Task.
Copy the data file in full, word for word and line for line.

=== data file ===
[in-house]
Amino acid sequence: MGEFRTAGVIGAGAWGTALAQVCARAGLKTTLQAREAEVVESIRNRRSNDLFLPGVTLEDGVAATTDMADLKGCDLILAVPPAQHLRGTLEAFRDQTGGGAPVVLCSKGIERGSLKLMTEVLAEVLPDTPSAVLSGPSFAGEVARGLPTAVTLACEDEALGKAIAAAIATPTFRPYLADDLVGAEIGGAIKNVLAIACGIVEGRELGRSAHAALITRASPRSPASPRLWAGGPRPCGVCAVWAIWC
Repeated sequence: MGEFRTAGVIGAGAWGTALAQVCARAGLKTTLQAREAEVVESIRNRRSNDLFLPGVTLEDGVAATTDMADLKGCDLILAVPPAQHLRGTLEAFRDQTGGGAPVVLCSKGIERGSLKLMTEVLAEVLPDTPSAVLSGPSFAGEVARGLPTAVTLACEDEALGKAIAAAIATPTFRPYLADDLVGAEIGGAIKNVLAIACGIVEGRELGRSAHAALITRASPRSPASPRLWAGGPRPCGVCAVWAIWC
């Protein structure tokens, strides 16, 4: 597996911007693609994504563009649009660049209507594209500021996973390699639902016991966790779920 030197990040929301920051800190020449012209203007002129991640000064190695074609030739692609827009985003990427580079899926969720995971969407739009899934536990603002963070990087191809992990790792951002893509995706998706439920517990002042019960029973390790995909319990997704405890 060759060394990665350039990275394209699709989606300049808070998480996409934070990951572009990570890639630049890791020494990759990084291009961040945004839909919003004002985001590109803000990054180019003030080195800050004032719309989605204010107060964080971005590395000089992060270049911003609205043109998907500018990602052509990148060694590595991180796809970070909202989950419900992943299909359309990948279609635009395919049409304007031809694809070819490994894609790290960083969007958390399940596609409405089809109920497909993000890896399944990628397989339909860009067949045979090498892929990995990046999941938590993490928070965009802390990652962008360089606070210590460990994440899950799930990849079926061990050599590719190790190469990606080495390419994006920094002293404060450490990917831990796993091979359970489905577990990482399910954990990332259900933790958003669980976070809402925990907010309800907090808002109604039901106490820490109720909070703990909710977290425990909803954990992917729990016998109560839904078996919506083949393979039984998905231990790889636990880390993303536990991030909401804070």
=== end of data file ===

[in-house]
Amino acid sequence: MGEFRTAGVIGAGAWGTALAQVCARAGLKTTLQAREAEVVESIRNRRSNDLFLPGVTLEDGVAATTDMADLKGCDLILAVPPAQHLRGTLEAFRDQTGGGAPVVLCSKGIERGSLKLMTEVLAEVLPDTPSAVLSGPSFAGEVARGLPTAVTLACEDEALGKAIAAAIATPTFRPYLADDLVGAEIGGAIKNVLAIACGIVEGRELGRSAHAALITRASPRSPASPRLWAGGPRPCGVCAVWAIWC
Repeated sequence: MGEFRTAGVIGAGAWGTALAQVCARAGLKTTLQAREAEVVESIRNRRSNDLFLPGVTLEDGVAATTDMADLKGCDLILAVPPAQHLRGTLEAFRDQTGGGAPVVLCSKGIERGSLKLMTEVLAEVLPDTPSAVLSGPSFAGEVARGLPTAVTLACEDEALGKAIAAAIATPTFRPYLADDLVGAEIGGAIKNVLAIACGIVEGRELGRSAHAALITRASPRSPASPRLWAGGPRPCGVCAVWAIWC
């Protein structure tokens, strides 16, 4: 597996911007693609994504563009649009660049209507594209500021996973390699639902016991966790779920 030197990040929301920051800190020449012209203007002129991640000064190695074609030739692609827009985003990427580079899926969720995971969407739009899934536990603002963070990087191809992990790792951002893509995706998706439920517990002042019960029973390790995909319990997704405890 060759060394990665350039990275394209699709989606300049808070998480996409934070990951572009990570890639630049890791020494990759990084291009961040945004839909919003004002985001590109803000990054180019003030080195800050004032719309989605204010107060964080971005590395000089992060270049911003609205043109998907500018990602052509990148060694590595991180796809970070909202989950419900992943299909359309990948279609635009395919049409304007031809694809070819490994894609790290960083969007958390399940596609409405089809109920497909993000890896399944990628397989339909860009067949045979090498892929990995990046999941938590993490928070965009802390990652962008360089606070210590460990994440899950799930990849079926061990050599590719190790190469990606080495390419994006920094002293404060450490990917831990796993091979359970489905577990990482399910954990990332259900933790958003669980976070809402925990907010309800907090808002109604039901106490820490109720909070703990909710977290425990909803954990992917729990016998109560839904078996919506083949393979039984998905231990790889636990880390993303536990991030909401804070």